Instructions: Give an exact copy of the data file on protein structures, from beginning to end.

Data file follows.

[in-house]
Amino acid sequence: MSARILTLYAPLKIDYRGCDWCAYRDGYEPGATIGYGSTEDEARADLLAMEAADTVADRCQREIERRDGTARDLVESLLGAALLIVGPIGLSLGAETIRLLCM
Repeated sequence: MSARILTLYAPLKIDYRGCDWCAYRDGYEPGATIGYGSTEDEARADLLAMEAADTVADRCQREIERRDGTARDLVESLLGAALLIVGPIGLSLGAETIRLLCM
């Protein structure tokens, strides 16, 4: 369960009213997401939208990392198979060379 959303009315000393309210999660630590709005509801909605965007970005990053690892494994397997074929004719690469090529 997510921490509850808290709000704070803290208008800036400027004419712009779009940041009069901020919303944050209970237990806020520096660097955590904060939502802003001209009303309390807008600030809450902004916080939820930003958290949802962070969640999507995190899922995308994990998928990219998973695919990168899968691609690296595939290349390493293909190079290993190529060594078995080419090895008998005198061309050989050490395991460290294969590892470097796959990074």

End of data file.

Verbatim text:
[in-house]
Amino acid sequence: MSARILTLYAPLKIDYRGCDWCAYRDGYEPGATIGYGSTEDEARADLLAMEAADTVADRCQREIERRDGTARDLVESLLGAALLIVGPIGLSLGAETIRLLCM
Repeated sequence: MSARILTLYAPLKIDYRGCDWCAYRDGYEPGATIGYGSTEDEARADLLAMEAADTVADRCQREIERRDGTARDLVESLLGAALLIVGPIGLSLGAETIRLLCM
């Protein structure tokens, strides 16, 4: 369960009213997401939208990392198979060379 959303009315000393309210999660630590709005509801909605965007970005990053690892494994397997074929004719690469090529 997510921490509850808290709000704070803290208008800036400027004419712009779009940041009069901020919303944050209970237990806020520096660097955590904060939502802003001209009303309390807008600030809450902004916080939820930003958290949802962070969640999507995190899922995308994990998928990219998973695919990168899968691609690296595939290349390493293909190079290993190529060594078995080419090895008998005198061309050989050490395991460290294969590892470097796959990074």